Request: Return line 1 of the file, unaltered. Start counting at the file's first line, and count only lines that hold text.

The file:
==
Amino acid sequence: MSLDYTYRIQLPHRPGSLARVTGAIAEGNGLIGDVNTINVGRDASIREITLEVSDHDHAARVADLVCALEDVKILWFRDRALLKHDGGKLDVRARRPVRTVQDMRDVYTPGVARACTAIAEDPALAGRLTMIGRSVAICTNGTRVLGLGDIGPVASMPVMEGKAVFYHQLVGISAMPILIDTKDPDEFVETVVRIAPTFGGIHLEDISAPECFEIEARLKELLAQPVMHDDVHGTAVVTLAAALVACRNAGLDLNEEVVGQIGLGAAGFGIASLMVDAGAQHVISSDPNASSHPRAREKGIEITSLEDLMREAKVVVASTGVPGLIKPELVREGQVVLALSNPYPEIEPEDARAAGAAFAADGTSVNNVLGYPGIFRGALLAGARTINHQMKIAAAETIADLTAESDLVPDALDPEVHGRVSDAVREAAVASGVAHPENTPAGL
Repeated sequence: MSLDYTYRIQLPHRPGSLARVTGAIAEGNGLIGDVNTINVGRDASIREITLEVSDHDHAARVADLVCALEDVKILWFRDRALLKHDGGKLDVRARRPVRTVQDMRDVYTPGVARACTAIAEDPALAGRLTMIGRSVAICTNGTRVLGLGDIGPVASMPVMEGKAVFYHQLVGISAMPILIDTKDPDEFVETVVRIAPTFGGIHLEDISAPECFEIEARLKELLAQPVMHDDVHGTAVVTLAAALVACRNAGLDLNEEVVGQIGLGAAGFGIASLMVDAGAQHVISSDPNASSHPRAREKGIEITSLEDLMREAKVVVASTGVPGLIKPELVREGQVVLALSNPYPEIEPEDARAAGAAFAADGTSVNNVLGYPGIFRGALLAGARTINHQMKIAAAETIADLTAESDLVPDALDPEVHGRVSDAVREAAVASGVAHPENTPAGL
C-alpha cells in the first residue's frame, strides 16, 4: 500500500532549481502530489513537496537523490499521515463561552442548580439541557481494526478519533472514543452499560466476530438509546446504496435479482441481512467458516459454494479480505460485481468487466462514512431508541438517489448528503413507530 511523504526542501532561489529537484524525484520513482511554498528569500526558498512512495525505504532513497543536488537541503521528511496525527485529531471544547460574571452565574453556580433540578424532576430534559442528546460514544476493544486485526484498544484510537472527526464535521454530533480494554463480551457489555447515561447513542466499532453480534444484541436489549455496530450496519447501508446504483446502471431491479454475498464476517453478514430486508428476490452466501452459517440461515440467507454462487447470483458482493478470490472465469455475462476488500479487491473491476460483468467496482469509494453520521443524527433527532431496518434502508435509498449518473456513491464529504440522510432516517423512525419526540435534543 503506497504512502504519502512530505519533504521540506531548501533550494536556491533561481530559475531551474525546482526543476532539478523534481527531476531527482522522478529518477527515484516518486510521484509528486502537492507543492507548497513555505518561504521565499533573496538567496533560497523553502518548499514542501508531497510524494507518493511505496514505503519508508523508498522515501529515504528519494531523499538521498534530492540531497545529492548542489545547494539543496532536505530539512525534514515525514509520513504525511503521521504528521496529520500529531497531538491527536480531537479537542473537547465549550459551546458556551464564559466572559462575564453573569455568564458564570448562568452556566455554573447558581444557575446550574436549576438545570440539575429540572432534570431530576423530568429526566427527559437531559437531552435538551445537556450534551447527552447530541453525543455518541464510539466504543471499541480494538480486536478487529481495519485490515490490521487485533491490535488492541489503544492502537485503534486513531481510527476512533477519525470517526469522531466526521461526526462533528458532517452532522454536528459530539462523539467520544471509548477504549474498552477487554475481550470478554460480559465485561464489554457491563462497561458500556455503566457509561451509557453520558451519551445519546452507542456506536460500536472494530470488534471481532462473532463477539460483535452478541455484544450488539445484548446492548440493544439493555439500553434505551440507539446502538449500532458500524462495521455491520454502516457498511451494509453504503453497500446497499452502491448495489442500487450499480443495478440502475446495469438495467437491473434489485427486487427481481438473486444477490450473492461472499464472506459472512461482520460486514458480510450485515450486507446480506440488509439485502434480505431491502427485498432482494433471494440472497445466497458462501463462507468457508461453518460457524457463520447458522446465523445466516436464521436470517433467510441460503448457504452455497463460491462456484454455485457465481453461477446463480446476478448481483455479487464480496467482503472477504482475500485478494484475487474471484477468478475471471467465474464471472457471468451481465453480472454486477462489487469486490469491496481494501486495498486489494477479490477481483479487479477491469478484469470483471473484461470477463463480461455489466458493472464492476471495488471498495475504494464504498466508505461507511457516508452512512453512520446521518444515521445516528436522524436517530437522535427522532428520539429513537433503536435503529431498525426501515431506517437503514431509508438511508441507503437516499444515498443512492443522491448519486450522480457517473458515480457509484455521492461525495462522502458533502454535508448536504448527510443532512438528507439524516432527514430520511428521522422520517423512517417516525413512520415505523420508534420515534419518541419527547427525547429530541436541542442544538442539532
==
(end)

Amino acid sequence: MSLDYTYRIQLPHRPGSLARVTGAIAEGNGLIGDVNTINVGRDASIREITLEVSDHDHAARVADLVCALEDVKILWFRDRALLKHDGGKLDVRARRPVRTVQDMRDVYTPGVARACTAIAEDPALAGRLTMIGRSVAICTNGTRVLGLGDIGPVASMPVMEGKAVFYHQLVGISAMPILIDTKDPDEFVETVVRIAPTFGGIHLEDISAPECFEIEARLKELLAQPVMHDDVHGTAVVTLAAALVACRNAGLDLNEEVVGQIGLGAAGFGIASLMVDAGAQHVISSDPNASSHPRAREKGIEITSLEDLMREAKVVVASTGVPGLIKPELVREGQVVLALSNPYPEIEPEDARAAGAAFAADGTSVNNVLGYPGIFRGALLAGARTINHQMKIAAAETIADLTAESDLVPDALDPEVHGRVSDAVREAAVASGVAHPENTPAGL